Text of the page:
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41758Re: [existlist] My views Re: politics

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  • eupraxis@aol.com
    Jul 2, 2007
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      "To me they are like part one and two in a Hegelian dialectical triad. You
      despair of philosophy, of its active presence in our society. Our democracy is
      our part three in this dialectical situation. The synthetic fact must assert
      its truth above the thesis and the antithesis. We need separation of church and
      state, and separation of science and state, for the truth of our American
      proposition to hold sway; because in our participation in this constitutional
      democracy we are actually all philosophers." Trinidad

      Hey Trin, gettin' all dialectical. I like it.

      WS

      In a message dated 7/2/07 5:18:30 PM, TriniCruz@... writes:


      >
      > I'd like to tone this down, but I keep coming across arguments from
      > you that seem not entirely rational to me, and find them surprising,
      > at least as surprising as you find mine. I really don't relish playing
      > the role in this discourse of citizen, but that is what seems to have
      > happened. Perhaps you can explain for me how my certainty about an
      > opinion I hold is threatening to you in any way - if I am a law
      > abiding US citizen? Your arguments seem to indicate that you are less
      > likely to be involved in any participation in the system than I. I
      > wonder how then I can be characterized as in the wrong here? Certainly
      > not as a citizen. Just for having an opinion I doubt will likely ever
      > change? I take it as a responsibility of my citizenship in this
      > country to be involved with the system, at least enough to pursue some
      > fundamental reforms through my vote whether they come to pass or not.
      > I will not surrender so lightly to an inactive cynicism concerning
      > something as important as a constitutional democracy. I could not face
      > my own children and say I allowed their future to be sold away without
      > even voting, let alone voicing any dissent. Why allow yourself to be
      > disenfranchised without a fight? This thing, this American experiment,
      > is not so easy these days, but it is also not so easy to dismiss as
      > worthless by not participating.
      >
      > You don't agree with me. So be it. It is within the framework of our
      > laws here that we can safely disagree without slaughter. Debate is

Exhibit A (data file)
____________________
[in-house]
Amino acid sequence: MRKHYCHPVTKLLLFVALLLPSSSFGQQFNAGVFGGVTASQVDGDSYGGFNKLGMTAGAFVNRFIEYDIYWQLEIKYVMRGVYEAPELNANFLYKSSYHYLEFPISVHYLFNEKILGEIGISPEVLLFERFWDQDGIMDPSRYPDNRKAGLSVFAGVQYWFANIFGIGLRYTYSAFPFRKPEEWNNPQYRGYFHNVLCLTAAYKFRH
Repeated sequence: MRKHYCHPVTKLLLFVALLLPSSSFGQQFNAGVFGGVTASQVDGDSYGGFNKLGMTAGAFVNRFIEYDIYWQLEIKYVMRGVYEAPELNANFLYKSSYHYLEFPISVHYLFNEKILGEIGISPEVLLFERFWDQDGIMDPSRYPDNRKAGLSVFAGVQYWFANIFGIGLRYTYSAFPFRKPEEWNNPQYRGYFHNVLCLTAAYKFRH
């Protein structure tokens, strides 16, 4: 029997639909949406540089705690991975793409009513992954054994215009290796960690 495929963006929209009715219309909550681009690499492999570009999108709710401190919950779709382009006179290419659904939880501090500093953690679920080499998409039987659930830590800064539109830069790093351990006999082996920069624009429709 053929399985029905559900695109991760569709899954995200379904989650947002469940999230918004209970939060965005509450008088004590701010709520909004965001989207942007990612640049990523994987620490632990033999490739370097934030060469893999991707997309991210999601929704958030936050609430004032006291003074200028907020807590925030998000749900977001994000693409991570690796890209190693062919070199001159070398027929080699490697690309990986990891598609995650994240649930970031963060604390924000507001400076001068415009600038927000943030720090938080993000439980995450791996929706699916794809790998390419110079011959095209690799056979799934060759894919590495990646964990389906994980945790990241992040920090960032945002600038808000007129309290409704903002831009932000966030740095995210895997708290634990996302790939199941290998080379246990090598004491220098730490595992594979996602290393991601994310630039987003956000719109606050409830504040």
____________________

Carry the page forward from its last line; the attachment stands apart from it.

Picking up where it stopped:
> neither about games nor winning and losing. It is about informing of
      > an opinion. Sometimes one side or the other gives in, but there are no
      > rules here other than remaining law abiding. Democratic government is
      > not a mystical process in any form. It is simply a group of opinions,
      > and a consensus of laws. If that consensus is now being purchased away
      > from general opinion by a minute faction of opinion we have a problem.
      > We cannot make wealth a criteria of opinion without an equal
      > consideration of the criteria of opinion of poverty. The rhetoric of
      > opinion in this case does not matter, nor does any agreement, or
      > disagreement; only the fact that wealth is actually in such a
      > privileged position in the debate over consensus in our franchise. We
      > need financial reforms in our political process to restore the
      > efficaciousness of debate over consensus. Such reform need not be the
      > denial of access to corporate money to public servants, only clear and
      > immediate public disclosure.
      >
      > Religion will continue to remain a robust factor in our society. Grass
      > roots change in opinion on such matters is a slow process. Monotheism
      > and science have developed side by side for thousands of years. They
      > must fall into the position in our democracy where they belong -
      > opinion. The debate will go on, and most on either side will never
      > change their opinion in their lifetime. To me they are like part one
      > and two in a Hegelian dialectical triad. You despair of philosophy, of
      > its active presence in our society. Our democracy is our part three in
      > this dialectical situation. The synthetic fact must assert its truth
      > above the thesis and the antithesis. We need separation of church and
      > state, and separation of science and state, for the truth of our
      > American proposition to hold sway; because in our participation in
      > this constitutional democracy we are actually all philosophers.
      >
      > Trinidad
      >
      >
      >




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